By Philippe Edde
Canada produces a whopping 31 million tonnes of garbage a year! That's more per capita than any other country on earth. Because of this, you probably think that Canada has great infrastructure for taking care of this trash. But, unfortunately, this is not the case.
Instead of managing and recycling all the waste Canadians create, Canadian governments and companies take the easy way out and dump much of this trash onto other countries. Unfortunately, the incentive for this has nothing to do with sustainability. Instead, it is done simply because it is cheaper to export waste than to develop local infrastructure to deal with it sustainably.
To make matters worse, the countries that are receiving our trash are often developing countries like China, Malaysia, Indonesia, Vietnam, and the Philippines. These countries tend to have even worse waste management infrastructure than Canada, so the trash we send to them often gets incinerated, releasing dangerous pollutants into the atmosphere, or dumped into unregulated landfills, eventually making its way back into our oceans.
Sometimes, the waste Canada exports is deemed contaminated by international recipients and is subsequently sent back, leaving us with both poor waste management infrastructure and a whole load of waste that will be dumped into local landfills. Of course, that’s on top of the extremely high carbon emissions that go into shipping tonnes of waste halfway across the world and back.
Waste export bans
Thankfully, some countries have begun to take a stand against this. Since 2018, China has banned imports of 24 types of solid waste, greatly reducing the amount of garbage imported into the country. A handful of other Asian countries have followed suit due to the increasing environmental cost this practice has for their nations.
The Canadian government has also seemingly taken a stand against this, having issued no new overseas trash-export permits since 2017. In 2021, Canada also signed the United Nations Basel Convention on hazardous waste, which aims to reduce the harm of transporting and exporting waste by ensuring that such materials are managed and disposed of in an environmentally sound manner.
Waste export ban loopholes
While committing to the Basel Convention, Canada also signed an agreement with the USA that allows our nation to send its waste to this southern neighbor. This means that while it is illegal to send trash overseas, we can still send it to recycling brokers in the USA.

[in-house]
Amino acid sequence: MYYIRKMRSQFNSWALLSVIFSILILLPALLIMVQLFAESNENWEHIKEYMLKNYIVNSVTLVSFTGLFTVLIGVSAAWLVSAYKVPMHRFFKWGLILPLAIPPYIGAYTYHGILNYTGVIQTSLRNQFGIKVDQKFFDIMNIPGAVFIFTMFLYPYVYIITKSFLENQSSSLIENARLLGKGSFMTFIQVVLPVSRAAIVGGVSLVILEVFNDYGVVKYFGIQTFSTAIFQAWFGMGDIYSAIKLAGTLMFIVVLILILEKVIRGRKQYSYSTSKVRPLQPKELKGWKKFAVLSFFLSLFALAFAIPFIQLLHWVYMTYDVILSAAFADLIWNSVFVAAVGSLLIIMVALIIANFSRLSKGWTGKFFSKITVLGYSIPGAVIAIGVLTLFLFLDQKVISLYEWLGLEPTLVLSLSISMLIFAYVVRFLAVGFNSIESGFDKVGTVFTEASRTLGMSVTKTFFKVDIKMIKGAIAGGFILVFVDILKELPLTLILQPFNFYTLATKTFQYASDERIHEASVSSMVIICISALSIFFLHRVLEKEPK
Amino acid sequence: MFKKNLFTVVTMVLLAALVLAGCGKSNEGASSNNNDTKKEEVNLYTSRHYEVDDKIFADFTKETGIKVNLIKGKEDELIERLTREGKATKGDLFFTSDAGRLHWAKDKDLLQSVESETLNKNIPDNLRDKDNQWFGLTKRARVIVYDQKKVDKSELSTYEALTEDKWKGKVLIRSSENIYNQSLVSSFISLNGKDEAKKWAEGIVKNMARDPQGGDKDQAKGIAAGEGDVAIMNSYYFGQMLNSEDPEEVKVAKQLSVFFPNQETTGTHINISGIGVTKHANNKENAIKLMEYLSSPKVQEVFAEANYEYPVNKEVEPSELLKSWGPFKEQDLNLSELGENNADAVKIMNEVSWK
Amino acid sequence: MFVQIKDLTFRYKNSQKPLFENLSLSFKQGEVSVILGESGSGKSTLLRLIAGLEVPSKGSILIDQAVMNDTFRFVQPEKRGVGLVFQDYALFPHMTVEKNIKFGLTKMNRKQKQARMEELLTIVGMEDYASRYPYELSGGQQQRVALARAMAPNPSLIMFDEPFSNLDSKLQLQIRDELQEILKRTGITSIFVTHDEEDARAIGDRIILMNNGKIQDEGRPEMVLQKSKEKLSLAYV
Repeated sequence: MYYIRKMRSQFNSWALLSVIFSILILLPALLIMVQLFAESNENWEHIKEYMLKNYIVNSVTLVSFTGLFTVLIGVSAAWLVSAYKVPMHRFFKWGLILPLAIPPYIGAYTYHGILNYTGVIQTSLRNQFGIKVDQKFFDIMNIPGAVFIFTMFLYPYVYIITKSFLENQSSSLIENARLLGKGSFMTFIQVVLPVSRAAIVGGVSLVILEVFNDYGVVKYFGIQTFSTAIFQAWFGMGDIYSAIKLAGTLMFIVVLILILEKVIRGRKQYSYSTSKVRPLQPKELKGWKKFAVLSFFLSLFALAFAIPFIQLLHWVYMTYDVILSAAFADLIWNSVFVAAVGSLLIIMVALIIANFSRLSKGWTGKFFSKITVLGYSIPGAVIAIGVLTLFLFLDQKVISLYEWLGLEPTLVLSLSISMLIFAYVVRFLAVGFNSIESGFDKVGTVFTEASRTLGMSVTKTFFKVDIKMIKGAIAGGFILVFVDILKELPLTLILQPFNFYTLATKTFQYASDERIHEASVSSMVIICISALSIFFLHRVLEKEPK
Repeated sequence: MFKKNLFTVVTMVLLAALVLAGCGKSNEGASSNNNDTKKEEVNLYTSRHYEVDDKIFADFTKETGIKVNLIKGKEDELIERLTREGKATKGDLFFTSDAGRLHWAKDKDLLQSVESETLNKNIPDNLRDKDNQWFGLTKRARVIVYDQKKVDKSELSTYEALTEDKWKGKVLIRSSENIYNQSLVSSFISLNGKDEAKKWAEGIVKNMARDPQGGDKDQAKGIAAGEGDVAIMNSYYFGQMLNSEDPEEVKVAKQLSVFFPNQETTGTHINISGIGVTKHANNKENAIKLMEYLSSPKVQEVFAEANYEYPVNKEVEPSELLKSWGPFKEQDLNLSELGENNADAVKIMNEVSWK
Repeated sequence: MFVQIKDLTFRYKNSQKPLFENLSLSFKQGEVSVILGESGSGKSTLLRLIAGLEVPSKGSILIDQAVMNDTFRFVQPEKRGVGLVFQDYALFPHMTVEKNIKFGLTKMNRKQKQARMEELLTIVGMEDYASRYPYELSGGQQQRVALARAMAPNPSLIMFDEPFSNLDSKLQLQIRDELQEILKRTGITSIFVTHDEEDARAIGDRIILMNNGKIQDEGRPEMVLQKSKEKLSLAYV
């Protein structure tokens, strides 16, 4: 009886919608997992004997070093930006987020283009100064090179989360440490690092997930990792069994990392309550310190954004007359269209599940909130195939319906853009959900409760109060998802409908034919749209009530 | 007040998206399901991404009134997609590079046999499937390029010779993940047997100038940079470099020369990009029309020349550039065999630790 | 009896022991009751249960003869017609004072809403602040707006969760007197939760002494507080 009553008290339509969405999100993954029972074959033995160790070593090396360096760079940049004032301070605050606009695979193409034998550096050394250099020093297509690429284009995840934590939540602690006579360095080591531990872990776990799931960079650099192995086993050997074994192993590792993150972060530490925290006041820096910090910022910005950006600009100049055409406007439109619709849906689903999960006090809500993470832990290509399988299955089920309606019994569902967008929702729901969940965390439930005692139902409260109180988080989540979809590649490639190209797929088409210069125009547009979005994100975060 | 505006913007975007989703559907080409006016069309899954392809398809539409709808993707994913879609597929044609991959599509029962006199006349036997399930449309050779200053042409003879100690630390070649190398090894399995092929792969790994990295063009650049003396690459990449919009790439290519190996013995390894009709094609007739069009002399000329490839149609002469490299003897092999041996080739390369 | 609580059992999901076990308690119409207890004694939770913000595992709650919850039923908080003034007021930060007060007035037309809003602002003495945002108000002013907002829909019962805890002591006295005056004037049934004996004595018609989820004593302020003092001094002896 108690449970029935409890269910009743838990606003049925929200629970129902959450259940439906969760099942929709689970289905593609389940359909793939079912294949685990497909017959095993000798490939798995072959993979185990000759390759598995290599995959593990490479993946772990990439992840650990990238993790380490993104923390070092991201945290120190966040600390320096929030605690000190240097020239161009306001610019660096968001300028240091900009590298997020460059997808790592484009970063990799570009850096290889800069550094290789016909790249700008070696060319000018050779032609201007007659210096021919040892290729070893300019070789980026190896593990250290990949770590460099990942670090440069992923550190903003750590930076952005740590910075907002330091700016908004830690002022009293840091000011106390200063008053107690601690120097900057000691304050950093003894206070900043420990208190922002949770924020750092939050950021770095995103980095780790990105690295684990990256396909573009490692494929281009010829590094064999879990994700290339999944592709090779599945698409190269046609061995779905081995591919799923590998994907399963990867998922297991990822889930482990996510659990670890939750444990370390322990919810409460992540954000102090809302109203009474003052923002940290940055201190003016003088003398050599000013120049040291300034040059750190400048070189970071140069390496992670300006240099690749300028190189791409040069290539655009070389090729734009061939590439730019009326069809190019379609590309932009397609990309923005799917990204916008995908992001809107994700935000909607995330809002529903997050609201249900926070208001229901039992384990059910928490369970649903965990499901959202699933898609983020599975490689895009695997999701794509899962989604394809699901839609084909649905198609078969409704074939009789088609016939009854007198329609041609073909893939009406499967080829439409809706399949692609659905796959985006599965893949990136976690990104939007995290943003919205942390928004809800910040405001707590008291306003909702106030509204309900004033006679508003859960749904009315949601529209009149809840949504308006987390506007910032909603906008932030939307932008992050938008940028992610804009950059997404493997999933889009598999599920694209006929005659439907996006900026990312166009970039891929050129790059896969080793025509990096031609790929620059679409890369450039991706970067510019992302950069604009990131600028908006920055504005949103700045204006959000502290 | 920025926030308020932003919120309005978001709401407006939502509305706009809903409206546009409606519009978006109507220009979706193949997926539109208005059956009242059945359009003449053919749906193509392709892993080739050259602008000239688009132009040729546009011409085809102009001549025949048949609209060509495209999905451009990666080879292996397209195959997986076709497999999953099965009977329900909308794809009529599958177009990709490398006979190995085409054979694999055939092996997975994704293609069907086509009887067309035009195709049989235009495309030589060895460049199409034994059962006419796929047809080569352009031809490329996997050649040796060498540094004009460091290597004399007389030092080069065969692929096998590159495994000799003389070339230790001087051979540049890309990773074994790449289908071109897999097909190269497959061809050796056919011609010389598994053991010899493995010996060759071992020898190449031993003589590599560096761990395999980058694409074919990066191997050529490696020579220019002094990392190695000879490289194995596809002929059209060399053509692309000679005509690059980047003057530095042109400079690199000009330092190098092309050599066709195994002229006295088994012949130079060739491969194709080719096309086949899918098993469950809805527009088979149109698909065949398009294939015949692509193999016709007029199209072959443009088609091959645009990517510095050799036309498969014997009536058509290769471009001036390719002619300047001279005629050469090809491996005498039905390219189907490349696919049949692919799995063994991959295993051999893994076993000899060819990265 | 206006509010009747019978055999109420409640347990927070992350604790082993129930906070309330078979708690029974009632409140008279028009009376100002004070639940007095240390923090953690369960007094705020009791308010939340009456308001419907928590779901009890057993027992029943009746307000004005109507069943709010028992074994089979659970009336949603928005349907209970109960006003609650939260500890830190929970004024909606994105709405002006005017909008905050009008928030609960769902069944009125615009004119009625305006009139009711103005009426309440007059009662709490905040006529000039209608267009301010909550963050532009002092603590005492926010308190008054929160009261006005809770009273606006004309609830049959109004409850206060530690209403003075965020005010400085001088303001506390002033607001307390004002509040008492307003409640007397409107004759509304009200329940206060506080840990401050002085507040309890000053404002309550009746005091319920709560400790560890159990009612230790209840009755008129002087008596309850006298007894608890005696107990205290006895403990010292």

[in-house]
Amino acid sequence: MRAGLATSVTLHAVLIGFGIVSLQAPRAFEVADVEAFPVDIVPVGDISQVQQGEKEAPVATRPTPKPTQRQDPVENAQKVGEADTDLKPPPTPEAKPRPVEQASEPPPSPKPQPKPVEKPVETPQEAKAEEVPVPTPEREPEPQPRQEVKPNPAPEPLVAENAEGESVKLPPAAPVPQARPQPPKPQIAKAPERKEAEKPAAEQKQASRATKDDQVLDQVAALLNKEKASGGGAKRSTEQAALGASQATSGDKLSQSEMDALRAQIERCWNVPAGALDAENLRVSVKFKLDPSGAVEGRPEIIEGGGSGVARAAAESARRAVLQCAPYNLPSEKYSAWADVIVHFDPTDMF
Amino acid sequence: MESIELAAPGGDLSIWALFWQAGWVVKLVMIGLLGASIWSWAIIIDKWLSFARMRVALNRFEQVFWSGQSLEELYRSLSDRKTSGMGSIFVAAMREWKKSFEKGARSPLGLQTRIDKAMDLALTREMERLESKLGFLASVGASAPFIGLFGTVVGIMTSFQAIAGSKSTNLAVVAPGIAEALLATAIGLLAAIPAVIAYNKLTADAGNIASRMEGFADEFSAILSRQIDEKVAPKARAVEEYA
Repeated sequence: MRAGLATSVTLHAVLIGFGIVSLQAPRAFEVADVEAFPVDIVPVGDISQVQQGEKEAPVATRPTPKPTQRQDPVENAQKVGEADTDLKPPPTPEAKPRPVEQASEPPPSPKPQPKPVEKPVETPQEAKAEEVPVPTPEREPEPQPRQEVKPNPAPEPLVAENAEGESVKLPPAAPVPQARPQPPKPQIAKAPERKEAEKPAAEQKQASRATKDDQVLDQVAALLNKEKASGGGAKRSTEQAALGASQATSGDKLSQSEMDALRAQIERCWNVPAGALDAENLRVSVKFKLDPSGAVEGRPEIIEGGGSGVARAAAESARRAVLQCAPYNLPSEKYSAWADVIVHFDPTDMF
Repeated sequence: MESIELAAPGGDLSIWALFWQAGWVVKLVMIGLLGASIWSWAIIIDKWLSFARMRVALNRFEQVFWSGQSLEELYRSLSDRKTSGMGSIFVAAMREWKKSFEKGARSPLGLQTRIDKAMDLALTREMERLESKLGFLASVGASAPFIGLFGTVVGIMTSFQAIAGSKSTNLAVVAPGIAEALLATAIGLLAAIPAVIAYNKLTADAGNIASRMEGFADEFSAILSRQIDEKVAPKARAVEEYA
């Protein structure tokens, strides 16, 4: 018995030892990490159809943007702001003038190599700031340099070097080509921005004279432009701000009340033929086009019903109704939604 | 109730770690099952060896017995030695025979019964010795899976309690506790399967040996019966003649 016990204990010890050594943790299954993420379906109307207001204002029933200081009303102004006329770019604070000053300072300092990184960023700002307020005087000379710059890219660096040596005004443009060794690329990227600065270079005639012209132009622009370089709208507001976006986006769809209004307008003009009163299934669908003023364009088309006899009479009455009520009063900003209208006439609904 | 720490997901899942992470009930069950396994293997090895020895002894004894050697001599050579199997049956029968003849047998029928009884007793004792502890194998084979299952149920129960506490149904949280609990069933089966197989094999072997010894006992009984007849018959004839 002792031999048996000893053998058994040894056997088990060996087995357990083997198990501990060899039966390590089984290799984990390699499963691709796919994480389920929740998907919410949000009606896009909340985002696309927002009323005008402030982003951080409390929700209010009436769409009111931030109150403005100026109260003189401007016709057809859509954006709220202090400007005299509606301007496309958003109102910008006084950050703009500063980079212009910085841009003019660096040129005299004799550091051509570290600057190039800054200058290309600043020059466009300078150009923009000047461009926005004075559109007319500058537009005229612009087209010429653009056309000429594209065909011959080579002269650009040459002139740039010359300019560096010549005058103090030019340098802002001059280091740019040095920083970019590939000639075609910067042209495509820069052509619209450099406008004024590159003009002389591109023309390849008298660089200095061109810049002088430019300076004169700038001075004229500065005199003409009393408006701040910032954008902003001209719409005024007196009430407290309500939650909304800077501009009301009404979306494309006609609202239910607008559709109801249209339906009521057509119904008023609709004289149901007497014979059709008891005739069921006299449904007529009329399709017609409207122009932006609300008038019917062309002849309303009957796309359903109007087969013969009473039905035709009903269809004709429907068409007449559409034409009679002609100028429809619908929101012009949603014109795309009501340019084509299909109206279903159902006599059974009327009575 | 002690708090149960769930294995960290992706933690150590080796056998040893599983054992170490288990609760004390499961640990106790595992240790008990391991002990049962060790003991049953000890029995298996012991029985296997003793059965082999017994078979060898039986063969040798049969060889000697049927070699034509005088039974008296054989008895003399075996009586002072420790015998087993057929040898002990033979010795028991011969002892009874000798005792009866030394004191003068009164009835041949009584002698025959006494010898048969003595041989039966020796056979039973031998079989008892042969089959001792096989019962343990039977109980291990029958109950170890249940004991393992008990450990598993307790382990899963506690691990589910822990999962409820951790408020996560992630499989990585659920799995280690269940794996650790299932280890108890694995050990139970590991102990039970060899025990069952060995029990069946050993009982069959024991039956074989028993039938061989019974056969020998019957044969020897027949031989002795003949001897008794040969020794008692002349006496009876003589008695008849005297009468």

Once it is sent to America, the Canadian government can no longer track or regulate it. The Americans then send it straight to our east Asian friends in Malaysia, Indonesia, Vietnam, and the Philippines.
Another loophole is found in the practice of simply not listening to the government and illegally shipping waste anyways. While it is difficult to find stats regarding illegal activities, we know that in the past five years, over 120 shipping containers full of waste have been returned to Canada due to the materials being contaminated.
This reveals the unfortunate truth that Canadian companies continue to ship their waste to developing countries with poor infrastructure. What is especially surprising and distressing is that the Canadian government has chosen to keep the names of these companies anonymous, and most of them have simply been let off with a warning.
Since 2017, nine warning letters and six fines have been sent to these companies, with the fines totalling less than $9,000. This lack of transparency helps protect those companies from real repercussions that consumers can face.
What can we do?
Perhaps all this talk about illegal dumping and government complacency has left you feeling powerless in the face of these systemic issues. But worry not: there are initiatives you can support that can make a difference.
For example, Nina Azzahra is a 14-year-old Indonesian environmentalist who has raised awareness about this issue on social media and who has even been able to get representatives from Germany, Australia, and the Netherlands to promise to change their export policies. She has also reached out to Trudeau--twice—but has yet to receive any meaningful response.
To get involved, you can petition your city councilors to push Canada to make a meaningful commitment to this cause, or follow Nina online and spread her message to raise awareness about this issue.
You can also work on reducing waste on an individual and community level by limiting your plastic consumption, promoting upcycling, and encouraging the use of reusable materials. Aditionally, you can support local recycling initiatives. Check out this blog for a great list of recycling initiatives.
Canada's plastic waste exportation underscores the need for immediate and collective action to address the global plastic pollution crisis. Canada must take on this challenge and invest in domestic recycling capabilities while reducing plastic consumption and promoting eco-friendly alternatives.
By taking a proactive approach and working together on a global scale, we can create a future where plastic waste exportation is an outdated practice and the well-being of the planet takes precedence over short-term convenience.
This post was edited by Lumida Editing & Proofreading
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